We left Cabo early at 8 am. Ha ha! Who am I kidding, we barely had the coffee on by then. After making scones, doing final deck and cabin prep, trying to toast stale peanuts and not really improving them, we made it out around 12:30 pm. Not too shabby, but we have done better. In our defense we are flying our 100% jib, which is not as familiar to us. It is smaller than our genoa, I'm too lazy to do the math but maybe 35% smaller, and a better sail for upwind work. I had forgotten just how much better.
The forecast was for 13 knots off of Cabo. The anchorage was at 15 when we left, and we hit 25 as we came around the point. We pretty much assume the forecast is low by 5 knots, but 13 to 25 is pretty egregious. It is tempting to stop using this particular forecasting app, but it is very pretty, mesmerizing my brain with different graphs and data, all visualized with multiple colors, and my smart phone is so shiny.
So off we went with just our working jib and the mizzen, slamming through the 4-6' waves and kicking ass, zipping along at 7-7.5 knots.
Within half an hour or so,once we cleared the cape, the winds relaxed to the high teens, and within a hour we had the main up with the first reef in, winds around 15. Currently, two hours out and we are having a very pleasant sail, 12-13 knots, making between 4.5 and 5 knots over ground.
The key to our working jib, and what I had forgotten, is that with it, we make virtually no leeway. The genoa, close hauled in sporty winds, like mid teens, makes us 10-15 degrees of leeway. That is huge. I haven't payed enough attention to know what our leeway is at low winds while beating with the genny, but I suspect it will still be non-trivial. I also think we can sail about 5 degrees closer to the wind with the working jib, and still maintain decent boat speed. I'm still working on that though.
I know, boat geek stuff, but over the course of several days we will save many miles and hours of sailing time. Which is nice.
Forget everything I said about the virtues of the 100% jib. Oh sure, it is a fine table cloth to the noble genoa, but as soon as we tacked from our zero leeway tack yesterday, we were making 20 degrees leeway. Today we were making 10 degrees leeway under motor! Damn currents. Currents and waves. I think the only way to know for sure is to sail when we get back to Puget Sound, without waves, and fool around with sails and leeways during slack tidal currents.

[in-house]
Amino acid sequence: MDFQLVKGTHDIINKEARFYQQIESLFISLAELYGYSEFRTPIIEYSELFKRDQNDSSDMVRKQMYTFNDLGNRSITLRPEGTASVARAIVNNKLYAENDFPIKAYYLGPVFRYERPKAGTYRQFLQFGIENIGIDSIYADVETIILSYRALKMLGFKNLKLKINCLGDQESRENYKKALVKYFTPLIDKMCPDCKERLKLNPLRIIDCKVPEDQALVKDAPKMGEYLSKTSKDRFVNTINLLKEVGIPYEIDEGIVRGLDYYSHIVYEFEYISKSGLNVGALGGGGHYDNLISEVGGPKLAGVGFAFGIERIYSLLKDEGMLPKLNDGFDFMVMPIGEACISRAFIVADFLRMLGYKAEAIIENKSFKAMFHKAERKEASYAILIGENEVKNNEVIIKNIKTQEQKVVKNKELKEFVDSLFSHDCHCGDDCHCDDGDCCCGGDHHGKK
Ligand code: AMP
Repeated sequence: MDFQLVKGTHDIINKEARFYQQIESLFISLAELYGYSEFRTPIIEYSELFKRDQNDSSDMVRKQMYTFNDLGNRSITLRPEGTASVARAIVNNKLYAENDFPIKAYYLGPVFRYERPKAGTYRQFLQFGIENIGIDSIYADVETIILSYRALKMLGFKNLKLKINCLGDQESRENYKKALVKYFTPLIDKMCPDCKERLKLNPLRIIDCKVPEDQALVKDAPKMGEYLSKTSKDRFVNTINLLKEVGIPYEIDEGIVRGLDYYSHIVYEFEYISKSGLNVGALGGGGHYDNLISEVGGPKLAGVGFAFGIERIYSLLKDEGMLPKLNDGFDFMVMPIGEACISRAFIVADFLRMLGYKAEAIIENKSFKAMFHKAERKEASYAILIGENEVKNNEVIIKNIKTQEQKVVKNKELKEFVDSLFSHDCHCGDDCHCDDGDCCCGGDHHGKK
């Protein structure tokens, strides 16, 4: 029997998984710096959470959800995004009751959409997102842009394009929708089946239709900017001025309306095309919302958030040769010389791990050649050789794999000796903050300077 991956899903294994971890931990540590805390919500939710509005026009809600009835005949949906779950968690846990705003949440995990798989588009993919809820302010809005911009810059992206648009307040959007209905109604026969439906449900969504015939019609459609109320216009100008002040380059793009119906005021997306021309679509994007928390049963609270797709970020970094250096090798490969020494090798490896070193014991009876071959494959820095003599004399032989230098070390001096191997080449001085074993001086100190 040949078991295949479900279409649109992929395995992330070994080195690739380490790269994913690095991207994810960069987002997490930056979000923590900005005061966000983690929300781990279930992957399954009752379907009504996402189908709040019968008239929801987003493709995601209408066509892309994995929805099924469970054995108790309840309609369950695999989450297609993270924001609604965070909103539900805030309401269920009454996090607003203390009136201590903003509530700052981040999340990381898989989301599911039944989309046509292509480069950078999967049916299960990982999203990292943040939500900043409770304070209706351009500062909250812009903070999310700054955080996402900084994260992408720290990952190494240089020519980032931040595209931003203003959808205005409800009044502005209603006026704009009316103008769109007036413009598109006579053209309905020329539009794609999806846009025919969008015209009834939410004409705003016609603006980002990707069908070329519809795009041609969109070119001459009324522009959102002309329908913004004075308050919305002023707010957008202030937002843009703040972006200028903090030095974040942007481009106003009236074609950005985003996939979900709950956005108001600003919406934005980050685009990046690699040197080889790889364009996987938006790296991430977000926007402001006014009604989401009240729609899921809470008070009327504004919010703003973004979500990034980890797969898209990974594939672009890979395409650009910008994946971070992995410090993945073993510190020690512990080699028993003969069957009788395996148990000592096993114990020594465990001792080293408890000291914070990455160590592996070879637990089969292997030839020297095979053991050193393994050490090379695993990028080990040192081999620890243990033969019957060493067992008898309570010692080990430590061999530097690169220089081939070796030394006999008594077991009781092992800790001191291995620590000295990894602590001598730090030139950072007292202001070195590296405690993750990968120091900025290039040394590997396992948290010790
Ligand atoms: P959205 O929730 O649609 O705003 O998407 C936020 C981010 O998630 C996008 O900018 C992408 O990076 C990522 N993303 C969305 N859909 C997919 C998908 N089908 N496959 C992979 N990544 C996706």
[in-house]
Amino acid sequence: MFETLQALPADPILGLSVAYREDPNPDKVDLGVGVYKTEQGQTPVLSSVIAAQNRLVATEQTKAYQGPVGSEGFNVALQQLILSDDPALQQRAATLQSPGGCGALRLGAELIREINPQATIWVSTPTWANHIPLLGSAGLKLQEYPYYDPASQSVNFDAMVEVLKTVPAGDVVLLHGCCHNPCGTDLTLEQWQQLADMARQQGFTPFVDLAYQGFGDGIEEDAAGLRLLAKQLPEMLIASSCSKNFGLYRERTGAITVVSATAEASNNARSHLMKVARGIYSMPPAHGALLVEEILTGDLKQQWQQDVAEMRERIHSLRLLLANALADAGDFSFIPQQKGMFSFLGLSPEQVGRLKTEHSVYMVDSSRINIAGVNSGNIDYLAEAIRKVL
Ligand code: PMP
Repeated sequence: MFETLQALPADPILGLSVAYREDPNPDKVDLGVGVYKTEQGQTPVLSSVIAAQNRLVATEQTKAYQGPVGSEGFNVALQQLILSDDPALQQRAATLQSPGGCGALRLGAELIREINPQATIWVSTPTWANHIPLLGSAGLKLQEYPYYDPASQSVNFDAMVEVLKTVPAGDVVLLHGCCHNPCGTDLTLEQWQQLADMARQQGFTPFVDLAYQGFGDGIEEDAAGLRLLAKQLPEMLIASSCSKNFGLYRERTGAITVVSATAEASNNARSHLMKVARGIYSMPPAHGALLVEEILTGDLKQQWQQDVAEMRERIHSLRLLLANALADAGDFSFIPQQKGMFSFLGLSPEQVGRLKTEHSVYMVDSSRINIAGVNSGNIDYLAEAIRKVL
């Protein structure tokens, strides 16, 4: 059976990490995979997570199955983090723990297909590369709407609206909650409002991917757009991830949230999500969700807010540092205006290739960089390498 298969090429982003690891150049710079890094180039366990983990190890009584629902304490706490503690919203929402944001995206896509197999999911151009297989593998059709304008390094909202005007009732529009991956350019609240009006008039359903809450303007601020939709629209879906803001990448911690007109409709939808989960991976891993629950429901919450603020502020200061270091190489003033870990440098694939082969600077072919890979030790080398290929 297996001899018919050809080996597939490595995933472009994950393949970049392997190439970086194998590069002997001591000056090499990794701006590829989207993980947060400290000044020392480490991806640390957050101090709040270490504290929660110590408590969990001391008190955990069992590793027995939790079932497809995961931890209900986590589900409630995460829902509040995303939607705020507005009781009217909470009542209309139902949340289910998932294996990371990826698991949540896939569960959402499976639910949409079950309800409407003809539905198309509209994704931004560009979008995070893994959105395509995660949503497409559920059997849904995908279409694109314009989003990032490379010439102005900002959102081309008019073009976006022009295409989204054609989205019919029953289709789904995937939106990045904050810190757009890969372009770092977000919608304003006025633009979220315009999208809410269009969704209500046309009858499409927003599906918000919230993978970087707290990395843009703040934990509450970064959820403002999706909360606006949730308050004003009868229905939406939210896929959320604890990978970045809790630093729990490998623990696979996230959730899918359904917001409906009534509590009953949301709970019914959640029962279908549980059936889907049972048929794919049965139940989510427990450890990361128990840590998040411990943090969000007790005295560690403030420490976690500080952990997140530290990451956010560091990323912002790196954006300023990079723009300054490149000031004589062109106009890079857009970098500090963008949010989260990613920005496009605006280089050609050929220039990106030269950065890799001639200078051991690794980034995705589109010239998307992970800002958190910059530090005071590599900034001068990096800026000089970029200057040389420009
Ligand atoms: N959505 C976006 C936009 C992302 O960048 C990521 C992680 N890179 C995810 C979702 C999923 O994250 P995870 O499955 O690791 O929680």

Today was fine. The winds were from an unfavorable direction, i.e. dead on the nose, and we were making very little progress. So we dropped the jib and motor sailed under main and mizzen. Those two sails, since they are on booms, can be brought clear across the boat on their travelers, using preventers, and we can motor dead upwind without the sails flogging to death. So for example, if we are motoring dead upwind, the apparent wind angle is necessarily zero. The sails, left to their own decisions, would skylark about, flop and snap. But by moving the boom over to one side via the traveler, the sail now has 15-20 degrees of attack on the wind, and will stop it's tireless and destructive racket.
In the early afternoon, with much fiddling, because what else is there to do besides sigh a great deal and eat an entire bag of chips, I got the boat truely motorsailing with the sails adding drive, maybe a knot or so on top of the mighty engine. An hour after that, with the wind direction much more favorable, we killed the engine altogether, and have been sailing ever since.
We decided to leave the paddle board inflated and strapped it to the port lifelines next to the cockpit. When on a port tack, the port side is higher than the starboard, and it is impossible to see over the board without standing up. Now standing is a very great thing in isolation, but when added to the encumbrance of life on a sailing vessel, and it becomes somewhat annoying. It is convenient to keep the board blown up when at anchor, inconvenient while sailing. Stowing it is the reverse. But when has any part of life not been a compromise of some sort? Compromise can certainly be a window into opportunity, but my shades remain drawn on the paddle board.
Tonight the sliver of moon is waxing, every star is out, the swell is low and long, the light winds are comfortably moving us at four and a half knots, and I have a sweet poodle snuggled up next to me in the cockpit. Easy sailing indeed!
April 28th, 2017